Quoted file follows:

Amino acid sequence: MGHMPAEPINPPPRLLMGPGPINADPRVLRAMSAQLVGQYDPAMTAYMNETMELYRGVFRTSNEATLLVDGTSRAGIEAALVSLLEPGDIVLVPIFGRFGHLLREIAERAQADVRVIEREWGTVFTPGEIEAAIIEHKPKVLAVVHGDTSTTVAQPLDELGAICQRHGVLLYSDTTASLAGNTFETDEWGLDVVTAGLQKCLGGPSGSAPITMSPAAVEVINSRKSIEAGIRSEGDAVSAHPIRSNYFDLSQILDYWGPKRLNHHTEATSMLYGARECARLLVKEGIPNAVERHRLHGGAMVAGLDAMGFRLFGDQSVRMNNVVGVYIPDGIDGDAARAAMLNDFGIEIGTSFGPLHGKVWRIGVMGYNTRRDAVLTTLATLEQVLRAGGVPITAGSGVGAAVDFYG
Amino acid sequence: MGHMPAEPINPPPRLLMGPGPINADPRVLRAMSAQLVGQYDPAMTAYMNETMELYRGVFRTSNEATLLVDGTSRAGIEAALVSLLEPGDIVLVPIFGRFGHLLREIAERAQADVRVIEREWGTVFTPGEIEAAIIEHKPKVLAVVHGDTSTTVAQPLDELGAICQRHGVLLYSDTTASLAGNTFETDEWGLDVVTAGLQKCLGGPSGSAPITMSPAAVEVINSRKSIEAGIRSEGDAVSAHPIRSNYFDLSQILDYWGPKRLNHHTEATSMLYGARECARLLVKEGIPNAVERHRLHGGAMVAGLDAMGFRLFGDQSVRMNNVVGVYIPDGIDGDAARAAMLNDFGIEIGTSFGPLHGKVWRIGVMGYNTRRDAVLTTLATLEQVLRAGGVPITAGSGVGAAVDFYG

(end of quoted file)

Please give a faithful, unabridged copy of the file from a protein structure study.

Amino acid sequence: MGHMPAEPINPPPRLLMGPGPINADPRVLRAMSAQLVGQYDPAMTAYMNETMELYRGVFRTSNEATLLVDGTSRAGIEAALVSLLEPGDIVLVPIFGRFGHLLREIAERAQADVRVIEREWGTVFTPGEIEAAIIEHKPKVLAVVHGDTSTTVAQPLDELGAICQRHGVLLYSDTTASLAGNTFETDEWGLDVVTAGLQKCLGGPSGSAPITMSPAAVEVINSRKSIEAGIRSEGDAVSAHPIRSNYFDLSQILDYWGPKRLNHHTEATSMLYGARECARLLVKEGIPNAVERHRLHGGAMVAGLDAMGFRLFGDQSVRMNNVVGVYIPDGIDGDAARAAMLNDFGIEIGTSFGPLHGKVWRIGVMGYNTRRDAVLTTLATLEQVLRAGGVPITAGSGVGAAVDFYG
Amino acid sequence: MGHMPAEPINPPPRLLMGPGPINADPRVLRAMSAQLVGQYDPAMTAYMNETMELYRGVFRTSNEATLLVDGTSRAGIEAALVSLLEPGDIVLVPIFGRFGHLLREIAERAQADVRVIEREWGTVFTPGEIEAAIIEHKPKVLAVVHGDTSTTVAQPLDELGAICQRHGVLLYSDTTASLAGNTFETDEWGLDVVTAGLQKCLGGPSGSAPITMSPAAVEVINSRKSIEAGIRSEGDAVSAHPIRSNYFDLSQILDYWGPKRLNHHTEATSMLYGARECARLLVKEGIPNAVERHRLHGGAMVAGLDAMGFRLFGDQSVRMNNVVGVYIPDGIDGDAARAAMLNDFGIEIGTSFGPLHGKVWRIGVMGYNTRRDAVLTTLATLEQVLRAGGVPITAGSGVGAAVDFYG